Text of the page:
Thousand-Dollar Bill Makes Staid Mill Valley Sit Up And See Things. That was the front page headline on the March 8, 1922, issue of the San Francisco Chronicle. Clerk Shot By Bandit, $2,250 Taken proclaimed the San Francisco Examiner on the same day. Both articles told the story of the robbery of Harold L. Craig, a 22-year-old clerk in the San Francisco office of Standard Oil. Craig was returning to his Mill Valley home in Marin County when he was accosted by an armed robber and shot when he confronted that robber. After shooting Craig in the chest, the robber searched him, stealing a $750 diamond ring he had just purchased for his bride of four months and the $1500 in cash Craig was carrying to purchase a car. Craig's cries for help alerted his neighbors. He was taken to San Rafael hospital, while the sheriff organized a posse to search for the bandit. Adding to the hullabaloo, a fire broke out in Mill Valley, so half the posse members returned to fight the fire, while the remainder continued their search in the direction of Sausalito. The posse did not find the bandit, and William Salley, Mill Valley town clerk and a member of the posse, lost his home in the fire.
Harold Craig was reported to have inherited $20,000 from an uncle. His wife, the former Louise Gilliam Nye, was hinting strongly that some of that inheritance should be used for her benefit. Craig had promised her a diamond ring and an automobile before they were married, and she thought she had waited long enough. Craig, therefore, withdrew some of his inheritance and went to a San Francisco jewelry store where he purchased the ring with a thousand-dollar bill. He assumed that the robber had seen him at the bank or the jewelry store and followed him home. Craig's story was questioned, however, when two boys told Sheriff J. J. Keating they had seen Craig go home from the train depot without being accosted by anyone.
The next day's papers proclaimed the hoax: Victim of 'Robbery' Confesses He Shot Himself to Deceive Bride. Craig admitted to the sheriff that both his bride and his creditors were pressing him, and so he framed the story to account for his lack of money. Further investigation showed that he had not bought a diamond ring in the jewelry store, but had left one of his wife's rings there to be reset. He had not withdrawn any money, and he was not employed by Standard Oil, but he "declined to say where he works."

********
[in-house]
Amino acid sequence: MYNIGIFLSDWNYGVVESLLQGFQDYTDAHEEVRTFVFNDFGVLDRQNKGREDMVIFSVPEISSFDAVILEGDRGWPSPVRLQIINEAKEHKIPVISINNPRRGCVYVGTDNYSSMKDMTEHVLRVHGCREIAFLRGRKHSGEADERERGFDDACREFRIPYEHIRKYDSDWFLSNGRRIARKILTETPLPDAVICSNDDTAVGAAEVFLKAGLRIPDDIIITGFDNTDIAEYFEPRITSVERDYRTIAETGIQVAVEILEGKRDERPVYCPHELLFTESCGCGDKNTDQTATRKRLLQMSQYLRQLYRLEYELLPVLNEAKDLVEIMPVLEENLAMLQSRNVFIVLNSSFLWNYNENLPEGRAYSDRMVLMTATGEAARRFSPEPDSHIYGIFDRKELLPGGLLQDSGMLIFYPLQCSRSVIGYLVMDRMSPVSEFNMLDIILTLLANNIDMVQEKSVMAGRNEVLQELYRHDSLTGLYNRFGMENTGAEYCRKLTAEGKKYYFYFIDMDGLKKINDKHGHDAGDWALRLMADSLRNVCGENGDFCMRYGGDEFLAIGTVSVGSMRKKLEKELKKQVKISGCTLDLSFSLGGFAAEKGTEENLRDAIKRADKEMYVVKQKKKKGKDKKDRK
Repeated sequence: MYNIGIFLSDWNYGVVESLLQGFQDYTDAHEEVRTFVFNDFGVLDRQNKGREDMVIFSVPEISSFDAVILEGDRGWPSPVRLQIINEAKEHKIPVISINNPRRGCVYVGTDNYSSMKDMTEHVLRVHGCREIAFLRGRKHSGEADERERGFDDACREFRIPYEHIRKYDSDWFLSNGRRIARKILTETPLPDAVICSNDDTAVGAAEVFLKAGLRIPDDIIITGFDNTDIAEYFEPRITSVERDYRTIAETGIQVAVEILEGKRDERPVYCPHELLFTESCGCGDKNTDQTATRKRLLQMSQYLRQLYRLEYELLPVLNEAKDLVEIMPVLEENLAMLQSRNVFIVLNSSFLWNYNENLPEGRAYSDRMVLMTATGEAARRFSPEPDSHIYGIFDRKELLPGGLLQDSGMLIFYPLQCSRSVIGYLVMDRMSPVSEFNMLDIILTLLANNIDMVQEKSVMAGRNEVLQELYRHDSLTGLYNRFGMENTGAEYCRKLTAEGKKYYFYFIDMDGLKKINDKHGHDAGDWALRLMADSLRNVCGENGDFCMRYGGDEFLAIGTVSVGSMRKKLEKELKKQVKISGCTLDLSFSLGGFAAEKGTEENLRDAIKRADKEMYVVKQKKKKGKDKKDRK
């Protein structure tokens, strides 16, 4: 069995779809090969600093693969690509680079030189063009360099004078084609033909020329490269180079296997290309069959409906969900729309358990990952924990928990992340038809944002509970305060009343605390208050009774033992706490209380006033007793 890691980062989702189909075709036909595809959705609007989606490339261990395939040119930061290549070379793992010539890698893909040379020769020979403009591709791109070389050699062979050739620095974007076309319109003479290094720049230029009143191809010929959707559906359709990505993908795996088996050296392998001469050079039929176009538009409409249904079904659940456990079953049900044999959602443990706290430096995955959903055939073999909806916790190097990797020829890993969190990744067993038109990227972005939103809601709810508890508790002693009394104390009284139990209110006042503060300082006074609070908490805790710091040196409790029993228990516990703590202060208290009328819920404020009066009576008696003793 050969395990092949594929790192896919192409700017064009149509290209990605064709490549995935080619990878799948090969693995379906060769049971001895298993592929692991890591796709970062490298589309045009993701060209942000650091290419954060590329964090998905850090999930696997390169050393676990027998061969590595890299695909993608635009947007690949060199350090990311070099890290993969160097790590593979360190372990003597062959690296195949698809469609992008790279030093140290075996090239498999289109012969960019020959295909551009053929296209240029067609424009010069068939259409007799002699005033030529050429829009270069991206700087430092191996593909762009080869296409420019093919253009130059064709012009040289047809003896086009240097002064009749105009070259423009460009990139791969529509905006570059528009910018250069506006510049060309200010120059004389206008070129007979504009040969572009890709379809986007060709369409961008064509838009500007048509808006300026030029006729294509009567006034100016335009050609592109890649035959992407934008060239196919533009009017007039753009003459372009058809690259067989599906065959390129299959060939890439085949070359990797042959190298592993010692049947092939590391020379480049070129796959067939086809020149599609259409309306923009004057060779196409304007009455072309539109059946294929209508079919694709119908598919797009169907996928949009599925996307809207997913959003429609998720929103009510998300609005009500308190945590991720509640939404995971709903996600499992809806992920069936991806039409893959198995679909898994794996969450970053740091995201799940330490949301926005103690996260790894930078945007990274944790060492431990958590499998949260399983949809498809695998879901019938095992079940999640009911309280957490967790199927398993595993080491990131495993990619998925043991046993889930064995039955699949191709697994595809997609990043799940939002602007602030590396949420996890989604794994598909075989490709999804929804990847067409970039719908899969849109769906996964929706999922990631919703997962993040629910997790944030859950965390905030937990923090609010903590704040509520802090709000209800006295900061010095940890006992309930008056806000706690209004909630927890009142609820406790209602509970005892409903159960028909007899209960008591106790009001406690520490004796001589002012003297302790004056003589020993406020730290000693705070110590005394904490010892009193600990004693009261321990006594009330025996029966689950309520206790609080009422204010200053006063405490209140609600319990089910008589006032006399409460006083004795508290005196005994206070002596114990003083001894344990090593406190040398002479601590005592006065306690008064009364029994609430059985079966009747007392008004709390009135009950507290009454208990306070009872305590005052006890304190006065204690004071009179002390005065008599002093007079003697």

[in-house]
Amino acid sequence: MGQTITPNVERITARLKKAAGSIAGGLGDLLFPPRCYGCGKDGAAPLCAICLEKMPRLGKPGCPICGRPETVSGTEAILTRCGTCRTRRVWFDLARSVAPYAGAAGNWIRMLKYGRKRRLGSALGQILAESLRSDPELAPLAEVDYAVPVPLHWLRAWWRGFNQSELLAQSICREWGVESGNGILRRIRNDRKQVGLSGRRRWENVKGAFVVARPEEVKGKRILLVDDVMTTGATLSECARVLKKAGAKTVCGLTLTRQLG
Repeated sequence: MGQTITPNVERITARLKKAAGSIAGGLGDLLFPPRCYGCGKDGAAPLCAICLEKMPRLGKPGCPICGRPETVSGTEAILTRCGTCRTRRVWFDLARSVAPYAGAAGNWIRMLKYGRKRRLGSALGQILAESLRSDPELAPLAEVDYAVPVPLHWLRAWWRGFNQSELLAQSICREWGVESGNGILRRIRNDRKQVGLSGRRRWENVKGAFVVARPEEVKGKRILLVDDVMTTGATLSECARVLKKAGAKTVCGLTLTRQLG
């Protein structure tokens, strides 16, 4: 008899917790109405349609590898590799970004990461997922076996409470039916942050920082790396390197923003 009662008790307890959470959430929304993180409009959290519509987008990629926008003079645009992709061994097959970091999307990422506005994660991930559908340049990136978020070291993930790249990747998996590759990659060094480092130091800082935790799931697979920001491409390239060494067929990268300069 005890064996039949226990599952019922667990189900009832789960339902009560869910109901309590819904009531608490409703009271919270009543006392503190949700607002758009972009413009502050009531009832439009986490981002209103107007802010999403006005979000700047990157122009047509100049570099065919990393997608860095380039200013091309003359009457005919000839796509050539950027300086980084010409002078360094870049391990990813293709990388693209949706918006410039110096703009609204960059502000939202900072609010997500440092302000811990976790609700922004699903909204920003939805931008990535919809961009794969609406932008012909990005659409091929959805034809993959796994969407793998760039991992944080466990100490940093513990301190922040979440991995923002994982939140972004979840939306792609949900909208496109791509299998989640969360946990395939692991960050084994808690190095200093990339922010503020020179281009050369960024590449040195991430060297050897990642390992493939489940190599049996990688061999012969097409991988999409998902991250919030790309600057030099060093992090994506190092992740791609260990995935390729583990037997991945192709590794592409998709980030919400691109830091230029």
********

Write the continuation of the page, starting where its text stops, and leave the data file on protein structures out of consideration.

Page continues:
The story is not over. On day three, both papers reported another reversal. Craig Denies His Confession is the Examiner headline, while the Chronicle reports Craig Returns to Claim That Thug Shot Him. Harold told his family and his doctor that he confessed to the shooting under duress. "[T]hat was what the police seemed to want and I was tired of being questioned." The police never found the pistol, and Craig's doctor said, "If he deliberately shot himself in the shoulder without suicidal intent, it was a phenomenal demonstration of nerve."
What is the truth of my little black lamb's story? The only follow-up I've found was a small blurb a few days later about Craig's "true blue" wife, but I haven't searched Marin County court records for any trial resulting from this event. Harold and Louise (Nye) Craig had two children and continued to live in Mill Valley for at least twenty more years. It appears that the couple had separated by 1944, however, when Louise is still living in Mill Valley, but Craig, a telephone installer, had moved to San Francisco. He probably met Lorna (Goss) Lambert, a Pacific Telephone & Telegraph operator, on his job. Harold and Lorna married, probably before 1949, and moved to San Rafael in 1951. Harold Craig died in 1975 and Louise (Nye) Craig died in 1984. My interest in this story, however, derives from my research on Lorna (Goss) (Lambert) Craig. She was my father's oldest sibling, a half-sister he didn't know existed. His older siblings did, and they had tried to locate her, without success. My daughter found her in 1997 - in Olivet Memorial Park in Colma, California. She had died in 1993.